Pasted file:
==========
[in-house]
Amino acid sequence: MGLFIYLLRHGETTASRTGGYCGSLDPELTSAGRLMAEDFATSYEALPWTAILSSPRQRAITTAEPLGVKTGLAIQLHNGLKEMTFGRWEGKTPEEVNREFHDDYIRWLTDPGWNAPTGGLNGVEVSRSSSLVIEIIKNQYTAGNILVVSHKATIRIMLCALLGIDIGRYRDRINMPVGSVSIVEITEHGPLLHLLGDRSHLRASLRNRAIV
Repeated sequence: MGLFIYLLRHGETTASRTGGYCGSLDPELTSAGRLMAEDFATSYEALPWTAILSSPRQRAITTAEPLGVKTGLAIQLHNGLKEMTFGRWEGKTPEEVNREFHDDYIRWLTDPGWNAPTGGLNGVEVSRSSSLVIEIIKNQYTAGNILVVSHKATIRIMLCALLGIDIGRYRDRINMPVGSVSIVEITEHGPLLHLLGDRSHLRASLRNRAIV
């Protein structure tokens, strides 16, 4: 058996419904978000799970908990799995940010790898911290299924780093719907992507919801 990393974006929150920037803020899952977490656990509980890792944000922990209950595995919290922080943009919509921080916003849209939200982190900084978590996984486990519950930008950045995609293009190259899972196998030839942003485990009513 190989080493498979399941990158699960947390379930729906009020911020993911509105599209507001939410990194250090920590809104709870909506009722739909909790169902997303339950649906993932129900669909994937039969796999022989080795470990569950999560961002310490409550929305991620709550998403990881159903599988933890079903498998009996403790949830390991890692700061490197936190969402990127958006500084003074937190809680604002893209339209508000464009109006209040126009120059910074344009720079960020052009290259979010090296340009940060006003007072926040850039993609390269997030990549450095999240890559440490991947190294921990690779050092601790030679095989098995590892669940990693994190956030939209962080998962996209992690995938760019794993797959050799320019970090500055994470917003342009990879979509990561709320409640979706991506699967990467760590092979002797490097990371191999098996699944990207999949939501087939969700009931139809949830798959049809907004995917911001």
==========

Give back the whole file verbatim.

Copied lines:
[in-house]
Amino acid sequence: MGLFIYLLRHGETTASRTGGYCGSLDPELTSAGRLMAEDFATSYEALPWTAILSSPRQRAITTAEPLGVKTGLAIQLHNGLKEMTFGRWEGKTPEEVNREFHDDYIRWLTDPGWNAPTGGLNGVEVSRSSSLVIEIIKNQYTAGNILVVSHKATIRIMLCALLGIDIGRYRDRINMPVGSVSIVEITEHGPLLHLLGDRSHLRASLRNRAIV
Repeated sequence: MGLFIYLLRHGETTASRTGGYCGSLDPELTSAGRLMAEDFATSYEALPWTAILSSPRQRAITTAEPLGVKTGLAIQLHNGLKEMTFGRWEGKTPEEVNREFHDDYIRWLTDPGWNAPTGGLNGVEVSRSSSLVIEIIKNQYTAGNILVVSHKATIRIMLCALLGIDIGRYRDRINMPVGSVSIVEITEHGPLLHLLGDRSHLRASLRNRAIV
């Protein structure tokens, strides 16, 4: 058996419904978000799970908990799995940010790898911290299924780093719907992507919801 990393974006929150920037803020899952977490656990509980890792944000922990209950595995919290922080943009919509921080916003849209939200982190900084978590996984486990519950930008950045995609293009190259899972196998030839942003485990009513 190989080493498979399941990158699960947390379930729906009020911020993911509105599209507001939410990194250090920590809104709870909506009722739909909790169902997303339950649906993932129900669909994937039969796999022989080795470990569950999560961002310490409550929305991620709550998403990881159903599988933890079903498998009996403790949830390991890692700061490197936190969402990127958006500084003074937190809680604002893209339209508000464009109006209040126009120059910074344009720079960020052009290259979010090296340009940060006003007072926040850039993609390269997030990549450095999240890559440490991947190294921990690779050092601790030679095989098995590892669940990693994190956030939209962080998962996209992690995938760019794993797959050799320019970090500055994470917003342009990879979509990561709320409640979706991506699967990467760590092979002797490097990371191999098996699944990207999949939501087939969700009931139809949830798959049809907004995917911001």